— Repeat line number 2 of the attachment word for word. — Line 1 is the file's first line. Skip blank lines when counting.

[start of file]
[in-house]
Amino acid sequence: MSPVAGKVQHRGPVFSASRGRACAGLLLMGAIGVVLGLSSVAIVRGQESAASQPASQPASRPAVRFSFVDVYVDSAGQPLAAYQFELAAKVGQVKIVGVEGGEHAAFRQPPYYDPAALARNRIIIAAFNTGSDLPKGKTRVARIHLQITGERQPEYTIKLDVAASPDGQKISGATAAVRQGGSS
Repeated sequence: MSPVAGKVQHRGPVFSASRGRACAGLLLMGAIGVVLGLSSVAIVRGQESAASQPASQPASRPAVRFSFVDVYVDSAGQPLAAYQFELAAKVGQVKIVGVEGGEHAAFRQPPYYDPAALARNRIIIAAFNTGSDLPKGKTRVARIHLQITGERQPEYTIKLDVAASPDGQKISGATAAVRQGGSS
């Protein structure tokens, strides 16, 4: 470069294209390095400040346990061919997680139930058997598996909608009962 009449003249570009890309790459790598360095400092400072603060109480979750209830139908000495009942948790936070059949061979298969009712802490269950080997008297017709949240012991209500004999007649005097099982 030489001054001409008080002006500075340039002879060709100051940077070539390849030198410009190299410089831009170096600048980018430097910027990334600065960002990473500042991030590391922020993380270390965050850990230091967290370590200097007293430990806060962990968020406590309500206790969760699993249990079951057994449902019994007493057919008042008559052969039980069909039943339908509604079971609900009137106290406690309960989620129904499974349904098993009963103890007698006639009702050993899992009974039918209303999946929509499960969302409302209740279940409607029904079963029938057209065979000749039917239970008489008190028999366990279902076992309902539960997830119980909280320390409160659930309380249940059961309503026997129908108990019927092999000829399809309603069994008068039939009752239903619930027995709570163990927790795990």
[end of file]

Amino acid sequence: MSPVAGKVQHRGPVFSASRGRACAGLLLMGAIGVVLGLSSVAIVRGQESAASQPASQPASRPAVRFSFVDVYVDSAGQPLAAYQFELAAKVGQVKIVGVEGGEHAAFRQPPYYDPAALARNRIIIAAFNTGSDLPKGKTRVARIHLQITGERQPEYTIKLDVAASPDGQKISGATAAVRQGGSS